Saturday, 21 October 2017

Council reveals preferred locations for 152 new homes around village

UP to six sites have been proposed for possible development in Sonning Common.

UP to six sites have been proposed for possible development in Sonning Common.

A list of 14 potential sites was drawn up by South Oxfordshire District Council to accommodate 152 homes due to be built in the village by 2027.

Now the parish council has recommended five sites to be included in the next stage of the village’s neighbourhood plan, one of them as a potential recreation area.

Three other locations, including one which would be considered for recreational use only, could also be included in the plan.

The recommendations follow consultation carried out by the neighbourhood plan working group and more public feedback will be collected before design statements are produced.

Councillor Barrie Greenwood, who chairs the group, said: “The feedback, in a sense, was very positive and there wasn’t any shouting or outrage when we said a site was being considered for future development.

“There will be people who will not want development to take place for a variety of reasons but our feeling was the vast majority of residents understood the complexities of the issues and were very positive.

“We will now be looking at details of the layout of the sites we have put forward and ways we can ensure that surrounding residents are cared for to the maximum of what we’re able to do.”

Two weeks ago, about 170 residents attended two-hour presentations at the village hall. Members of the working group showed them what work had been carried out and their recommendations before asking for further feedback.

After filtering the recommended sites, the group will concentrate on providing more details on each one, including the number of houses and other buildings that could be built there.

Cllr Greenwood said the group was keen to recommend a plot of land north-west of Orchard Avenue, named SON 1, for use as an open amenity space.

The idea would be to develop it as grassed recreational land that would not be used by organised sports teams or include formal pitches.

The working group believes it would provide the north of the village with the kind of open space that the Millennium Green offers the south.

However, it also says the site could be used for access if a neighbouring site was used for housing.

Cllr Greenwood said: “We’re not just looking for land for housing allocations but also for office buildings, recreation, open space amenities and leisure. Some sites have multiple uses.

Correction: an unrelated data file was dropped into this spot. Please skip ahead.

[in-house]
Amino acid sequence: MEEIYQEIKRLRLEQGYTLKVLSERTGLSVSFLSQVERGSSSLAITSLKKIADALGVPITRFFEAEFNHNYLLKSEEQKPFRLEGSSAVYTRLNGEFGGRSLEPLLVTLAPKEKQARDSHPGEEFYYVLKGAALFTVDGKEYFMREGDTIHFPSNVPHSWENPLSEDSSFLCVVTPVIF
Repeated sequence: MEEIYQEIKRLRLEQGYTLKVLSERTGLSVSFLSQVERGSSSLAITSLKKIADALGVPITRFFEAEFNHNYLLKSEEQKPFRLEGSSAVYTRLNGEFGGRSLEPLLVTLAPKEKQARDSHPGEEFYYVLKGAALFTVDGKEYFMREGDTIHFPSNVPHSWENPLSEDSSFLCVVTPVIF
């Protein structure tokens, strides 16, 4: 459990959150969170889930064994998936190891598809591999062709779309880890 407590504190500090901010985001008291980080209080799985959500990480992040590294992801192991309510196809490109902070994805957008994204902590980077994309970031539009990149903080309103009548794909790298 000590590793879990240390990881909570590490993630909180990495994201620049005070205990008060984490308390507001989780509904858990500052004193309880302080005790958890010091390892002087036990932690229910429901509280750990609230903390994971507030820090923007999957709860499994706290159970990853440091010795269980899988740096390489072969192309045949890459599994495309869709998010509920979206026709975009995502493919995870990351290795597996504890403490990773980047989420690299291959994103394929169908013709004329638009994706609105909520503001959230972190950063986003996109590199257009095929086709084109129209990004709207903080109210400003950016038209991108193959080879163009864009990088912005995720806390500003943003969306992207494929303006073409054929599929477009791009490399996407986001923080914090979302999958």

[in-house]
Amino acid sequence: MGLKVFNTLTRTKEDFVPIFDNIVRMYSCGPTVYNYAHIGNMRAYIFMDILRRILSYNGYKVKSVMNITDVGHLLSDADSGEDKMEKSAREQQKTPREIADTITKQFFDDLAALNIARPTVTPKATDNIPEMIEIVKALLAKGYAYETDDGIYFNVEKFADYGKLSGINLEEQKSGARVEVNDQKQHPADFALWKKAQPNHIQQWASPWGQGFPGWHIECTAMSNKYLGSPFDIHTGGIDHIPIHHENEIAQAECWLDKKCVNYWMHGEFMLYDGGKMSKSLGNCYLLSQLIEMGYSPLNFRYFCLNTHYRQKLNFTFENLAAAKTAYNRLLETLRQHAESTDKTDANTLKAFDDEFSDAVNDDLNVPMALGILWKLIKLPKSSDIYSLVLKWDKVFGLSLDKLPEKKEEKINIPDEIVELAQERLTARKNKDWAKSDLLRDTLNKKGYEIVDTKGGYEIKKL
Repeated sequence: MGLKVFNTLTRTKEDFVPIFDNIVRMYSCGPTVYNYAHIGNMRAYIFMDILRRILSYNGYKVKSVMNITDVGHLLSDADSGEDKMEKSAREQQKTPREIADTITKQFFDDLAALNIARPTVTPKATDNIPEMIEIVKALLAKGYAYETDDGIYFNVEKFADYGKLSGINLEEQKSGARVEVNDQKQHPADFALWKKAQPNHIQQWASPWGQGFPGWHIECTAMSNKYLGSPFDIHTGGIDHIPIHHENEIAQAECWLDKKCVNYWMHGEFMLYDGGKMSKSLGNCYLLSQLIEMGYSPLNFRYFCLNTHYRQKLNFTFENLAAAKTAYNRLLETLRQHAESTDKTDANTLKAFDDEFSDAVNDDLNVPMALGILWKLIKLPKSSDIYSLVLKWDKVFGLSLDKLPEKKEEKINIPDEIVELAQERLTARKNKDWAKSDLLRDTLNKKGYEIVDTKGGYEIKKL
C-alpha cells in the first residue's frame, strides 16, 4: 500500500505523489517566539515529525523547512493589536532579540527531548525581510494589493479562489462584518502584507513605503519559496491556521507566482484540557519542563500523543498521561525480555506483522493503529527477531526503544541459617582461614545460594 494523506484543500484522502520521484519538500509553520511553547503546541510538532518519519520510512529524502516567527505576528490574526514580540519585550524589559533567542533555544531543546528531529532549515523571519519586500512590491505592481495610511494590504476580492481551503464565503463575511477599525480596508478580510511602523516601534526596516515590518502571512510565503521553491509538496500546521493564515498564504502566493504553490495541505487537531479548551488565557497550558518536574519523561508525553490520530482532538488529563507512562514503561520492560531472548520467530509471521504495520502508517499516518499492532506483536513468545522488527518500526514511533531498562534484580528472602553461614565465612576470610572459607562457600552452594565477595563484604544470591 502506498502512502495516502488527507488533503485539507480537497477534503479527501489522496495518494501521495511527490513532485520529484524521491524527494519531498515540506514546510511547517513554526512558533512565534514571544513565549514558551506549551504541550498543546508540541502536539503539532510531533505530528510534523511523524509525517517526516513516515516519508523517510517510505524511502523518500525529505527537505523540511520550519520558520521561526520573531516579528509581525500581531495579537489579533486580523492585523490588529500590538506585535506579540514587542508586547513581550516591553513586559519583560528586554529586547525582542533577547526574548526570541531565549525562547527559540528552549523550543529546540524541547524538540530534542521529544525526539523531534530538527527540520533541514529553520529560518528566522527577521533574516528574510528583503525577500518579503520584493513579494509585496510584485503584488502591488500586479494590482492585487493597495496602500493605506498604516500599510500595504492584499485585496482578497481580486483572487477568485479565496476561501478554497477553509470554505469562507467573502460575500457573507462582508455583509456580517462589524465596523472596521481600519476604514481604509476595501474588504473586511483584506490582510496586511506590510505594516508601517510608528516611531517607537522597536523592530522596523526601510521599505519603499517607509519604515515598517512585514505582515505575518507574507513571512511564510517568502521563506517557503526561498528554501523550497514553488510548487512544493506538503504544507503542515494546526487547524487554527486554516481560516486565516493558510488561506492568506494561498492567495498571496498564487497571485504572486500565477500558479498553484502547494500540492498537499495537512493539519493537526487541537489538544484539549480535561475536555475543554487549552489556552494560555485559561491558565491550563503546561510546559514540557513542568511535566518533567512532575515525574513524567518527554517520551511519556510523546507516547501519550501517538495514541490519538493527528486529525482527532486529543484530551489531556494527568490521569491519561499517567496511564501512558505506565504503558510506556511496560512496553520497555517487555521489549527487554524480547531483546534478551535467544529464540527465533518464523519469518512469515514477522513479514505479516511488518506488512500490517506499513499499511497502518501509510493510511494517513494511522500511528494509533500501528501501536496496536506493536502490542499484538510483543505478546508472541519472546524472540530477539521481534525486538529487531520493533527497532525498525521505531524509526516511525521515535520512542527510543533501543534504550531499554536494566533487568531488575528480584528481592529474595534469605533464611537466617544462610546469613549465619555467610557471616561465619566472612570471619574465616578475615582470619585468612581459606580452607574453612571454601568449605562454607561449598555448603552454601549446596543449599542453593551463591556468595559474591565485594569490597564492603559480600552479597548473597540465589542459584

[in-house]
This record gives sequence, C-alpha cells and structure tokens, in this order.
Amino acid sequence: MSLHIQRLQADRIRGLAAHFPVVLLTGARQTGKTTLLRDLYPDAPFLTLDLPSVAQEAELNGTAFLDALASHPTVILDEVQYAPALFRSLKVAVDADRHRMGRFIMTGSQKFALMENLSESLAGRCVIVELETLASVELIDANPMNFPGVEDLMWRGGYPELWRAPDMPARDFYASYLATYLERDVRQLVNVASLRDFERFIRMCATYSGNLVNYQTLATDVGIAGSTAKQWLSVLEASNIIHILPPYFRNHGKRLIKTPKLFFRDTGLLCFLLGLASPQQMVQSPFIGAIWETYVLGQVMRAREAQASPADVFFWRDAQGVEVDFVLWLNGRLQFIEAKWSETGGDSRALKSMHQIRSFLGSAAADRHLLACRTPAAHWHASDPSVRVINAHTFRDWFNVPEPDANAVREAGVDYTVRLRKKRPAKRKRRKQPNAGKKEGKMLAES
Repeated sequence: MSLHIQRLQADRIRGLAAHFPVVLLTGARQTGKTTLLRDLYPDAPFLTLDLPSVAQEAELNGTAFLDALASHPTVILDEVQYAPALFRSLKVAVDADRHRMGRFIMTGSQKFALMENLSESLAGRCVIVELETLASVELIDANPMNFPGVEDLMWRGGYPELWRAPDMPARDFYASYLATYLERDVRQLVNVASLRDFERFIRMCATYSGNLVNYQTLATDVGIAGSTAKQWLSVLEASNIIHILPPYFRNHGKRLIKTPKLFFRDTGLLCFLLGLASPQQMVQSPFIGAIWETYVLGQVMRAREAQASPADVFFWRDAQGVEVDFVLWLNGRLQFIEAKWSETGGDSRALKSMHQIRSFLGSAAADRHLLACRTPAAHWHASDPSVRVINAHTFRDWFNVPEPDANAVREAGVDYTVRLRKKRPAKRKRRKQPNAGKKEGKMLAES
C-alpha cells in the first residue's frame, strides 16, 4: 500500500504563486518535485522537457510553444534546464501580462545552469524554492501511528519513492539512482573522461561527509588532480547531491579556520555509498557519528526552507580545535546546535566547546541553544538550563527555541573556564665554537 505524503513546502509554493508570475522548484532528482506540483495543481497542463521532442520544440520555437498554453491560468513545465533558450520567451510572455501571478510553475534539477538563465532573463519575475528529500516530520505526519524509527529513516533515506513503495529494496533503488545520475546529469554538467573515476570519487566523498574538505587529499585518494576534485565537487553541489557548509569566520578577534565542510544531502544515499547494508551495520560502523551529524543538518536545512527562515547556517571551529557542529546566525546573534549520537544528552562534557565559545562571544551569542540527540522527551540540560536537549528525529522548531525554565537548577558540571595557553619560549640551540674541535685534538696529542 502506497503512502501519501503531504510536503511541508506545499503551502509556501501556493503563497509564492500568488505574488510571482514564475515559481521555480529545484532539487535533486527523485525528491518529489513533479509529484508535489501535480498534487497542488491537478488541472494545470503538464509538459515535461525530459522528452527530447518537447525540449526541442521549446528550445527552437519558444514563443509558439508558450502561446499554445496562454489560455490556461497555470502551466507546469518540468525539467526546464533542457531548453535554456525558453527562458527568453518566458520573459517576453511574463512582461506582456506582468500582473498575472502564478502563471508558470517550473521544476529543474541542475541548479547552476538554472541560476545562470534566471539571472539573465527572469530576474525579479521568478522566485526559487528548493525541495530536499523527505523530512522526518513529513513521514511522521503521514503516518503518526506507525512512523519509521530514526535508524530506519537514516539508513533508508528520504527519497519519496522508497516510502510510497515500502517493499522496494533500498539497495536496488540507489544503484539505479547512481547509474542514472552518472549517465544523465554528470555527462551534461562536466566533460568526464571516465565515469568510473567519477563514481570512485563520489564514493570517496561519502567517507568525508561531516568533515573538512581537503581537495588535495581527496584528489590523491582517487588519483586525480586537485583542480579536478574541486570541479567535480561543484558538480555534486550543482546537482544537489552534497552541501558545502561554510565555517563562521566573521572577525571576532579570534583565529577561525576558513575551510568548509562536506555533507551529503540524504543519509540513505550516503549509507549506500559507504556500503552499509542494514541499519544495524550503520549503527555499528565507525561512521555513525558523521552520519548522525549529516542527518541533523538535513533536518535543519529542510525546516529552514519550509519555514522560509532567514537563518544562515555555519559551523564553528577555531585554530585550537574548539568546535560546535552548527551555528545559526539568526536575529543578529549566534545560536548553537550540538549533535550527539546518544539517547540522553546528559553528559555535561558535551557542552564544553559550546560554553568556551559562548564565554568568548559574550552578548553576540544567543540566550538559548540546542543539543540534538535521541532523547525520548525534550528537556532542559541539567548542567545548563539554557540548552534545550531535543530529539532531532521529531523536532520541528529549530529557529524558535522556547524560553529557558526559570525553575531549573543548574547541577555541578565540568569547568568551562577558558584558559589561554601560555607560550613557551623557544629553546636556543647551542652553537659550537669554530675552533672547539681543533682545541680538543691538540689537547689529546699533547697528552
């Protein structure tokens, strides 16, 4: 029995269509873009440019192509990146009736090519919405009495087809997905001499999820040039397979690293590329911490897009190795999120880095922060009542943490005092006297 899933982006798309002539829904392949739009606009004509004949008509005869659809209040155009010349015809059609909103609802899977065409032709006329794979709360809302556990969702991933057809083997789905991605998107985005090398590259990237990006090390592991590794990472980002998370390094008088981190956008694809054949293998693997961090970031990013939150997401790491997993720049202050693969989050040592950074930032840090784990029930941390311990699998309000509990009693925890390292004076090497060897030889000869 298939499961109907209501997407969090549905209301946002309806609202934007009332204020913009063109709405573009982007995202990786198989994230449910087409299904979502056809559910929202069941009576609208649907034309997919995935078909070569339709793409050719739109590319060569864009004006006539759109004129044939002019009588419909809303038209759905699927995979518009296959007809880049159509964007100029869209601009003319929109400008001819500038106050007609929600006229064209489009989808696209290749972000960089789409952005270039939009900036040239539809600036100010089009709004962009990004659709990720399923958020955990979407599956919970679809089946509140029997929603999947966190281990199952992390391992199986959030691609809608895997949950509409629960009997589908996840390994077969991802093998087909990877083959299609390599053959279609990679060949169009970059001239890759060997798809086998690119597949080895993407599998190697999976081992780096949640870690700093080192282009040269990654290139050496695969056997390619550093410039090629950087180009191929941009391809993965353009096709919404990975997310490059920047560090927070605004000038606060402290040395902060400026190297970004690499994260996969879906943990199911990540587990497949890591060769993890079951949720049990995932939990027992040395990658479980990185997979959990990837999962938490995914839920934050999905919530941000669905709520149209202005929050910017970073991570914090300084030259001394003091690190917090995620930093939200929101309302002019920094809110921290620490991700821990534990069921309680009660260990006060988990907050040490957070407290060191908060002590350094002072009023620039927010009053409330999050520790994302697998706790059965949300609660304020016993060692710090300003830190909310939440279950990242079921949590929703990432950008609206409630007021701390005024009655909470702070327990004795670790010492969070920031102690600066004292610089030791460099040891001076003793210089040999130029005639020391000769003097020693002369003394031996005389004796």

“In all these cases the attention could well be on a variety of different uses. The design stage will make specific proposals on each site for consideration.”

Other sites recommended for development by the working group include two fields south of SON 1 which are also part of Bishopswood Farm and two plots south of the Herb Farm.

Sites that could be recommended for development include part of land next to Rudgings Plantation and land next to Reddish Manor.

A plot next to Thames Valley Gymnastics Club could be used as recreational space.

One of the locations on the original list that has been excluded is SON 13, which is in Peppard parish and has been withdrawn by the landowner. Peppard councillors are keen to work with their counterparts in Sonning Common but in a reduced role.

They have agreed that Peppard should not be included in the neighbourhood plan area but part of the village would be included in the consultation process. If Sonning Common Parish Council accepts the terms, Peppard residents will be given a say.

Peppard parish councillor Clive Mills said there was a risk that the Sonning Common neighbourhood plan would fail if Peppard was not included in the consultation process.

He said: “While SON 13 is an area in our parish, having seen the amount of work Sonning Common has done in assessing that piece of land and the proposal it has come up with, I see absolutely no point in us keeping it within our parish boundary.”

Councillor Tony Cotton said: “There is very little downside in being part of a referendum. We would be criticised if we didn’t put our electorate in the consultation area.”

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